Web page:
When watching those colorful American movies about Summer Adventures & co. one does never really believe to them, doesn’t he. So when the second afternoon of July I headed to my best friend house to finish up a poster for another friend of ours’ birthday, I did not imagine we were actually heading to a lets call it adventure.
Summer gets awfully hot around here, and locked up in a room 3 meters × 3 we could feel the heat way too well. So we decided out of nowhere to go and explore the surroundings, since we had planing on doing it for quite a long time. I luckily had my camera with me, so we only had to fill two bottles of water to the top and step out in the scorching sun.
Just across the road to my friend’s house lays an abandoned fenced villa equipped with the snazziest tower one could imagine. We just wanted to climb the fence and take a look, hoping to snatch some cool pictures -I mean we are just kids messing around on one bloody hot July afternoon, doing no harm, and since the police is never around we just seized the day.
Unlucky as we were, the fence was way too high for us to climb -at least from the front.
We decided to take a walk around and see if a gap was available somewhere. Walking around in the early afternoon heat was not so unbearable as we had thought, and no one was in sight. It was just as and the cicadas, fighting with each other to affirm oneself to be the loudest.
Alas, we found no way in even on this side of the building, so we just walked around once more to the back door. We were lucky this time: the fence was not so high and not so well-kept, allowing me to climb up to a windowsill and blindly jump in the weed maze the backyard had turned into. Sadly enough there was nothing much to see here but cracking plaster and a dusty glass door leading to an equally dusty hall. Oh, and a dead bird on the staircase.
Even though laying in plain sunlight, it left me a heavy eerie feeling I couldn’t seem to shake off, and when my friend proposed to go and finally visit the Ex-Fonderie to top our adventure day with the forbidden cherry, I agreed with a sense of uneasiness shivering down my spine. But since the alternative was rotting in a boiling, suffocating room I followed on her heels.
Walking briskly up and down the over-bridge, on our right laid the huge building now in ruins, red bricks glowing dimly in the sunlight. Tree and overgrown weeds seem eager to take back what once was theirs, and the park is today just a confused green cluster.
A red net with the writing under construction encircles the whole area, adding to the sense of uneasiness that still stuck to me.
My friend led me to a whole in the net, where obviously many people before us had trespassed already, and more than once.
Approaching the dark arches that would lead us inside, I felt my stomach clutching: I have never been much of a brave folk my entire life, and knowing what people whispered about the place made me shiver in the heavy, thick July air. And yet I knew many of my friends had been there already and came out safely without a single scratch, so why was I worrying that much.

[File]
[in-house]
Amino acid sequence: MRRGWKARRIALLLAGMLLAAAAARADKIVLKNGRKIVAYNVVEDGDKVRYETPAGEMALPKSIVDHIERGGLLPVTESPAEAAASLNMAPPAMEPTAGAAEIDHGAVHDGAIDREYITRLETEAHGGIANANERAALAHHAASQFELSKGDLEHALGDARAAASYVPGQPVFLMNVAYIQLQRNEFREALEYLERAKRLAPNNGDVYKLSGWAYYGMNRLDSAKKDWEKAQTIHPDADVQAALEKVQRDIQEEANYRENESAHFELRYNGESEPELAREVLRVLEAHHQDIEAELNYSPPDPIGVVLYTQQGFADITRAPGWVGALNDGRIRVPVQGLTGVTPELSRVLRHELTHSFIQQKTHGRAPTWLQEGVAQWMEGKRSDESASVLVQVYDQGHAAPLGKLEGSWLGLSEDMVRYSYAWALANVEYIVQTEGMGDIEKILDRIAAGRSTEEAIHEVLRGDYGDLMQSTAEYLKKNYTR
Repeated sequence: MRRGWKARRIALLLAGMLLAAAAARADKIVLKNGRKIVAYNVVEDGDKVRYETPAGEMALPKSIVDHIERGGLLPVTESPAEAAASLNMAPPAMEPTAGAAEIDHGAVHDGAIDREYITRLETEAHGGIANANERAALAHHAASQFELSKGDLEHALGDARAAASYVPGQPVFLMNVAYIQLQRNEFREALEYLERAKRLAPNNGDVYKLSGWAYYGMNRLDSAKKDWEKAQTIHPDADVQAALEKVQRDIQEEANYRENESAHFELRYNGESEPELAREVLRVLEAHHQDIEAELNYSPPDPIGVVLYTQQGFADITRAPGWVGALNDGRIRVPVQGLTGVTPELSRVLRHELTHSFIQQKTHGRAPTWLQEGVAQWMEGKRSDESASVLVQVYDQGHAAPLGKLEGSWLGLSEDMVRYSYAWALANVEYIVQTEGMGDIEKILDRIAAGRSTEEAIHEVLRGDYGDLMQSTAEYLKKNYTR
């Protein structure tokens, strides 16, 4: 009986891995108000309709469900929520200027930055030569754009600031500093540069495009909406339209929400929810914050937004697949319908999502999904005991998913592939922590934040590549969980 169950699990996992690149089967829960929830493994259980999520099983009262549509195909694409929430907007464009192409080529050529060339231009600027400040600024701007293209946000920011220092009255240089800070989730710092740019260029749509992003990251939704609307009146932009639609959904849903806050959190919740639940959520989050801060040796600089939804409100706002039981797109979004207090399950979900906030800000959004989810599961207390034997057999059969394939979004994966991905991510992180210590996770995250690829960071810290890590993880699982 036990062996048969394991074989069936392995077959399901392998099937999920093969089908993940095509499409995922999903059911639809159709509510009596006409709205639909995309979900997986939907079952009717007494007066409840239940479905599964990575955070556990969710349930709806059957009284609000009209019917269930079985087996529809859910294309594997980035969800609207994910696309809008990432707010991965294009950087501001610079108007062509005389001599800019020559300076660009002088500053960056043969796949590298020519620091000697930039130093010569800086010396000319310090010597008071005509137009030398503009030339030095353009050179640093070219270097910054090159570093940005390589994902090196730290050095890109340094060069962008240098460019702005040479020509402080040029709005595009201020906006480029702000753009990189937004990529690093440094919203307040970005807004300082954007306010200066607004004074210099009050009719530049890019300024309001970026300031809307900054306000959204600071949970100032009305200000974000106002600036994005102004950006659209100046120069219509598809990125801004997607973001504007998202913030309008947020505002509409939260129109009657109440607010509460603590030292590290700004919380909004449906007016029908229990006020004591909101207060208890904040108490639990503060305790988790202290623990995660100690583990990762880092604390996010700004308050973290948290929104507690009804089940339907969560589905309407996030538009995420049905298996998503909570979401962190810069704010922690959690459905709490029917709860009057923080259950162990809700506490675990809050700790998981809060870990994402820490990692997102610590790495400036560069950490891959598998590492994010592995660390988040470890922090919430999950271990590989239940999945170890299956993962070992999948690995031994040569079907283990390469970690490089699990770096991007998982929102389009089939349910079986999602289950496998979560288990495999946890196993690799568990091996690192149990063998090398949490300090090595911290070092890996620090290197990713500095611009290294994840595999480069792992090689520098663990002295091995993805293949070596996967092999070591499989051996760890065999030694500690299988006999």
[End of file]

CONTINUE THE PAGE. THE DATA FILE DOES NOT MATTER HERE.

So I took a deep breath, and finally stepped in.
When my eyes got accustomed the darkness lurking inside the ruins, much welcomed after hours of bright beaming sun, my discomfort seemed to ease just a tiny bit: in front of my eyes laid what would have made a perfect post-apocalyptic scenario, nature winning over man and plants claiming what humans had once built.
I was still frightened at first, minding every step of mine, so certain someone would jump out of a corner and beat the two of us to death: luckily enough I was wrong, and after just a couple of minutes I was laughing with my pal, reading graffiti and snapping as many pictures as I could. Plants were everywhere, claiming every inch of land they could get to, and rusty ruins hanged precariously from the ceiling over our heads.
We walked around for quite a long time, not daring to look for the stairs that would have led us upstairs: my friend told me she once got there with another girl, but they had found much to their distress, that the staircase laid in almost utter darkness, and that at some point it had collapsed and that if one wanted to proceed, he would have to jump in the dark.
So I just said a big no way and went on exploring the ground floor.
We ventured down an aisle with almost no ceiling left to shield us from the sky -that was turning blue again- and rows of pillars both on our left and right.
I did feel small and as though we had been thrown into a different reality in which some apocalypse had happened and no humans were left walking on the Earth.
Hidden in a small, shielded room we found what looked like the refuge of some junkies, featuring some used syringes, matresses and snack plastic bags.
The sun was out again and it was getting rather late: scared bysome voices we had heard and by the stories -now proved real- of junkies and toxics assembling in there once the night would come, we quickly made our way to the exit of the place.
In conclusion, when stepping out in plain sunlight again, surrounded by the honks of angry drivers and motorcycles passing by, I had to agree being brave for once had been A+ cool and totally worth it, given the things we discovered and the fun we had had exploring such a striking site.